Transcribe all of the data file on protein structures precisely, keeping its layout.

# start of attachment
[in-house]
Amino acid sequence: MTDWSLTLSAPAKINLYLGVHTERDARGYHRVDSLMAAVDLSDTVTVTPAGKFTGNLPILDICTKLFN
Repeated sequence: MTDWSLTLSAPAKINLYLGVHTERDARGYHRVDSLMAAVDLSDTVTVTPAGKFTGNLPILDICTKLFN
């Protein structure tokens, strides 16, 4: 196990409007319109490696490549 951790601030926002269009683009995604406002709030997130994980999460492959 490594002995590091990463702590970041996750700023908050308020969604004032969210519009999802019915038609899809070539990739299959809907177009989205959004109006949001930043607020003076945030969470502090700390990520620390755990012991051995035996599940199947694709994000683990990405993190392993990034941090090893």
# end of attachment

[in-house]
Amino acid sequence: MTDWSLTLSAPAKINLYLGVHTERDARGYHRVDSLMAAVDLSDTVTVTPAGKFTGNLPILDICTKLFN
Repeated sequence: MTDWSLTLSAPAKINLYLGVHTERDARGYHRVDSLMAAVDLSDTVTVTPAGKFTGNLPILDICTKLFN
């Protein structure tokens, strides 16, 4: 196990409007319109490696490549 951790601030926002269009683009995604406002709030997130994980999460492959 490594002995590091990463702590970041996750700023908050308020969604004032969210519009999802019915038609899809070539990739299959809907177009989205959004109006949001930043607020003076945030969470502090700390990520620390755990012991051995035996599940199947694709994000683990990405993190392993990034941090090893």